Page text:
The Mandalorian

"Chapter 2: The Child"

3 stars

Air date: 11/15/2019
Written by Jon Favreau
Directed by Rick Famuyiwa

Review by Jamahl Epsicokhan

Trying to return to Nevarro with his tiny green bounty, the Mandalorian returns to his ship to find it has been completely stripped by Jawas, who roll away in their tank-like traveling warehouse. He chases after them, engages them in a mighty struggle, but is repelled. Stuck on the planet, he returns to Kuiil, who helps him broker an arrangement with the Jawas: They'll give him back the parts to his ship in exchange for retrieving the Egg. Why do they want the Egg? That's their business — although when Mando finally finds out why, he can only (rightly) shake his head.

The egg belongs to a massive rhino-like creature that lives in a cave. The creature, justifiably, does not want to part with its egg without a fight. A fight between the massive beast and the Mandalorian, with his mostly ineffective weapons, ensues.

"The Child" reminds me of those episodes of Lost where a trivial problem that would normally be passed right over with an ellipses by a show not interested in biding its time — in this case, the trivialities of getting off the planet — becomes procedural fodder for an entire episode's run time documenting the details of the solution. Take, for example, the opening 10 minutes with Mando chasing the Jawas and trying to get into their rolling fortress. It's purely visual/action storytelling; there's not a single line of dialogue in the episode before we get to the 10-minute mark.

The battle with the animal is notable for its competence and impressive scale (although Mando's kill shot with such a small knife seems unlikely to bring down such a mammoth). But more notable from the story perspective is how it brings to light the abilities of Baby Yoda, who sees Mando in trouble and intervenes with the Force, levitating the massive beast in the air to stop it from trampling Mando to death. Mando — unaware what the Force actually does — gets a surprising lesson from the Child who unexpectedly saves his life. (And afterward, the toll this takes on Baby Yoda prompts him to take a very long nap.)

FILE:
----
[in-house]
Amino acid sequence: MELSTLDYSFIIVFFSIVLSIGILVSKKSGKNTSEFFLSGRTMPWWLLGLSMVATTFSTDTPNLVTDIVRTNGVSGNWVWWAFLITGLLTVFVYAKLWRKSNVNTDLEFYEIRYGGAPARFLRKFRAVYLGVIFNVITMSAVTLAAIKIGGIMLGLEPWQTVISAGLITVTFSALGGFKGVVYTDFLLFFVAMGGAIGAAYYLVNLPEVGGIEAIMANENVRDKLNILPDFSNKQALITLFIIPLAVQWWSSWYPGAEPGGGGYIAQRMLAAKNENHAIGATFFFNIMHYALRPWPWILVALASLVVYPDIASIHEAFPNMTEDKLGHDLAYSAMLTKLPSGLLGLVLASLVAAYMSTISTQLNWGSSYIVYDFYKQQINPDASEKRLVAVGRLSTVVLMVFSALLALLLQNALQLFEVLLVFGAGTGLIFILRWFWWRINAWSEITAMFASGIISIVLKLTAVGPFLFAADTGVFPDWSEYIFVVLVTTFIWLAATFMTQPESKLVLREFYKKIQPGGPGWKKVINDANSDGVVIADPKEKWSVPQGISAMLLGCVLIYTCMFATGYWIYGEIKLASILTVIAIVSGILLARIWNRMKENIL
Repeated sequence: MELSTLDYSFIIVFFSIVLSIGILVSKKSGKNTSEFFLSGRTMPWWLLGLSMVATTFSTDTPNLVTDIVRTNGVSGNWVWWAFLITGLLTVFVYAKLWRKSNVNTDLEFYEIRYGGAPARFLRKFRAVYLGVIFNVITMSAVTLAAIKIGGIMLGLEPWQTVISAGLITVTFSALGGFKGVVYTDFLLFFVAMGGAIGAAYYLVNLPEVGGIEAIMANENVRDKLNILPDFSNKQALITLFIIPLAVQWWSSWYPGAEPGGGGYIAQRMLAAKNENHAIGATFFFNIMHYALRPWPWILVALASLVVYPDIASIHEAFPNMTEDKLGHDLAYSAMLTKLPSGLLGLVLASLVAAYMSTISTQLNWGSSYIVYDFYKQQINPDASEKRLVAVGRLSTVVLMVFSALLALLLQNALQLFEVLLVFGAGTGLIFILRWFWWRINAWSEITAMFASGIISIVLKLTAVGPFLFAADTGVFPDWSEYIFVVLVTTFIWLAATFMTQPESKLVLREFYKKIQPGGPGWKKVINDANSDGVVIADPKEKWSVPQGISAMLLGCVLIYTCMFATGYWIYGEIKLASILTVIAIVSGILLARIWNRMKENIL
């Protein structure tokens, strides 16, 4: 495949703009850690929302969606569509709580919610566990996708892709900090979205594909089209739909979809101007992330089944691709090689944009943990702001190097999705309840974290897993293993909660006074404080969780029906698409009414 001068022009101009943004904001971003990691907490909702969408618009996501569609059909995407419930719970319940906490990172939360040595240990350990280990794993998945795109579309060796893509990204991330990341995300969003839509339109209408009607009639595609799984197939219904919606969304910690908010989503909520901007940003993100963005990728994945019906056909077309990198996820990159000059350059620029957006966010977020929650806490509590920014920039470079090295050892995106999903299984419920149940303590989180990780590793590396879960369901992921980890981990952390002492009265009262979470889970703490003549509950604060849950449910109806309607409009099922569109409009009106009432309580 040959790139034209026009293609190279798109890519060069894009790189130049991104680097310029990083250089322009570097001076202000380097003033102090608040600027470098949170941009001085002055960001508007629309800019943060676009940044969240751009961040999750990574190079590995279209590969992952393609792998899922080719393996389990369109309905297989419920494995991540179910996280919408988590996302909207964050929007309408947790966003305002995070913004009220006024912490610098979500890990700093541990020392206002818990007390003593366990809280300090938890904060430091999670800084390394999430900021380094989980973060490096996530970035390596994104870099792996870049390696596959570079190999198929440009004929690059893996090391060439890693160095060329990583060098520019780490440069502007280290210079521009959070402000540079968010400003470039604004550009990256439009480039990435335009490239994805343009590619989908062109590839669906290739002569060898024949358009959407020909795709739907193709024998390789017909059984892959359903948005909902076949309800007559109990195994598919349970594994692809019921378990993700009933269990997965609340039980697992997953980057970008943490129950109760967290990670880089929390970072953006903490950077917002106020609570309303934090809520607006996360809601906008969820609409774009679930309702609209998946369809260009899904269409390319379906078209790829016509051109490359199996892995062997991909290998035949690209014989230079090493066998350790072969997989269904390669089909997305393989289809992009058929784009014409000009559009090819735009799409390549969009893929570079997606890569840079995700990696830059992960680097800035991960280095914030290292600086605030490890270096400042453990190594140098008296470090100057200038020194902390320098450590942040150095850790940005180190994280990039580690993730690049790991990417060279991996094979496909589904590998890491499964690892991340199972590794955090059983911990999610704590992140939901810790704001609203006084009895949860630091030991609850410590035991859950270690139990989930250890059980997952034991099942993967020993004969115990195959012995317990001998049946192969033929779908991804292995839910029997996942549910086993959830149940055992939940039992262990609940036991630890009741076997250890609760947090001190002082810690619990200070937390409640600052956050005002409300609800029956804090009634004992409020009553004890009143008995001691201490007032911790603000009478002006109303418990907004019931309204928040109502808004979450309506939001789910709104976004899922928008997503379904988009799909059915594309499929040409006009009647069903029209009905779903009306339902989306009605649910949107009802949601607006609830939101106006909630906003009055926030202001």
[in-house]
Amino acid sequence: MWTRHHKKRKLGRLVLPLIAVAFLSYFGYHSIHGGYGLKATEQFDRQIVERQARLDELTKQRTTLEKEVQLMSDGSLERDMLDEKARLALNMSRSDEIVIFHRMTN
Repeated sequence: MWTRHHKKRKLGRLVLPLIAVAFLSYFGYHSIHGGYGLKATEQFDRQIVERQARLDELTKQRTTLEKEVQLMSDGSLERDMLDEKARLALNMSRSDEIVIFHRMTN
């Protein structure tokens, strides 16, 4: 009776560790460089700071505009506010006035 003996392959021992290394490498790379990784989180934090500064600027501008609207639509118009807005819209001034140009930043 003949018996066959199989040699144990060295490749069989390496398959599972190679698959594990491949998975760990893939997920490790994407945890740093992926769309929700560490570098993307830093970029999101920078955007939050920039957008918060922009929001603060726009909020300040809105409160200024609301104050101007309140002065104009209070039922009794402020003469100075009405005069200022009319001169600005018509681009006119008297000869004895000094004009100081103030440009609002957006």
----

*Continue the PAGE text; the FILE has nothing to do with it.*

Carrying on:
"The Child" is a lean, simple, brisk story that doesn't try to be anything more than a fun, well-executed adventure yarn. And that it is.

Previous episode: Chapter 1: The Mandalorian
Next episode: Chapter 3: The Sin

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3 comments on this post

CaptainMercer
Mon, Mar 1, 2021, 7:24pm (UTC -5)
I love this episode. I expected to like this series because.. it's Star Wars.. but I did not expect it to have the sense of whimsy it had. I remember when it aired, I didn't have high expectations.. but I was so taken by how well that opening action sequence with the jawas was. It was certainly a gift for me, because Jawas were always a favorite of mine. Jawas exemplify the kind of humor Star Wars excels at.. just humor from the funny sounds they make of the way they behave.

But the best thing about this episode is what we learn about Mando. I'm NOT talking about his background and history and all of that that most people want to know now now now. But this episode tells us about the Mandalorian himself, his skills (taking out a few guys at once in the cold open) and his limitations.. he can't take down the jawas. We learn about his patience, and his ability to learn and work together with others.
Latex Zebra
Tue, Mar 2, 2021, 5:09am (UTC -5)
My son was rolling up with the whole Jawa thing. It was brilliant. Just a bit of mindless fun.
The battle with the creature doesn't quite live up to that but the dismay when they get the egg was brilliant. Also a chance to see Grogu flex his mental muscles was cool.
Tim C
Fri, May 14, 2021, 7:07pm (UTC -5)
I enjoyed the first episode of the show and was hooked by the Baby Yoda reveal, but the opening sandcrawler chase scene in this one was what made me sit up and pay attention. It was the most exciting action scene I'd witnessed in Star Wars since that first Millenium Falcon chase scene* in The Force Awakens, and it was being done on TV!

I have really, really enjoyed the show's back-to-basics episodic approach to storytelling in the era of streaming epics with plodding, convoluted plots and juggling multiple character arcs through overlong runtimes.

*A scene so fun they tried to duplicate it in each subsequent sequel to *severely* diminishing returns

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